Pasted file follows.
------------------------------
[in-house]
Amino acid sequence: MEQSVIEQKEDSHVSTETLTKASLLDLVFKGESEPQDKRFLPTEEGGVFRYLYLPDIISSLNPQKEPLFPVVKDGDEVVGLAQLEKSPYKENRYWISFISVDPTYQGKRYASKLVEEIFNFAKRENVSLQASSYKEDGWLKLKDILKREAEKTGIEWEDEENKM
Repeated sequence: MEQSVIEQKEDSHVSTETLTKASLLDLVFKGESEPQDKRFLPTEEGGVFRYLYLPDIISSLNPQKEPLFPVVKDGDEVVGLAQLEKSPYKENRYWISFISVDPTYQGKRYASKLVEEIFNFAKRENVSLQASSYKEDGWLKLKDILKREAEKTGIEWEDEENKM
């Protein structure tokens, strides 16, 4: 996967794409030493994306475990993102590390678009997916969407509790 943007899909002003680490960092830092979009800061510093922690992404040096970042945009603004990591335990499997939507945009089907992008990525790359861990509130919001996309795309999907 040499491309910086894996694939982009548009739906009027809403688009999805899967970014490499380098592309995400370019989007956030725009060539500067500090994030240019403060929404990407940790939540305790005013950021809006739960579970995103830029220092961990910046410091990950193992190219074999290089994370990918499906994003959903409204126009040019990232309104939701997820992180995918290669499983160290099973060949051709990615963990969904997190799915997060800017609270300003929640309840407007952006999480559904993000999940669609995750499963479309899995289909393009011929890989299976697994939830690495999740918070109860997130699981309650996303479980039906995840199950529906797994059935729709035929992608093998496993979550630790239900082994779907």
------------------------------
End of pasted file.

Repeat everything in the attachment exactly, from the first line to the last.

[in-house]
Amino acid sequence: MEQSVIEQKEDSHVSTETLTKASLLDLVFKGESEPQDKRFLPTEEGGVFRYLYLPDIISSLNPQKEPLFPVVKDGDEVVGLAQLEKSPYKENRYWISFISVDPTYQGKRYASKLVEEIFNFAKRENVSLQASSYKEDGWLKLKDILKREAEKTGIEWEDEENKM
Repeated sequence: MEQSVIEQKEDSHVSTETLTKASLLDLVFKGESEPQDKRFLPTEEGGVFRYLYLPDIISSLNPQKEPLFPVVKDGDEVVGLAQLEKSPYKENRYWISFISVDPTYQGKRYASKLVEEIFNFAKRENVSLQASSYKEDGWLKLKDILKREAEKTGIEWEDEENKM
């Protein structure tokens, strides 16, 4: 996967794409030493994306475990993102590390678009997916969407509790 943007899909002003680490960092830092979009800061510093922690992404040096970042945009603004990591335990499997939507945009089907992008990525790359861990509130919001996309795309999907 040499491309910086894996694939982009548009739906009027809403688009999805899967970014490499380098592309995400370019989007956030725009060539500067500090994030240019403060929404990407940790939540305790005013950021809006739960579970995103830029220092961990910046410091990950193992190219074999290089994370990918499906994003959903409204126009040019990232309104939701997820992180995918290669499983160290099973060949051709990615963990969904997190799915997060800017609270300003929640309840407007952006999480559904993000999940669609995750499963479309899995289909393009011929890989299976697994939830690495999740918070109860997130699981309650996303479980039906995840199950529906797994059935729709035929992608093998496993979550630790239900082994779907």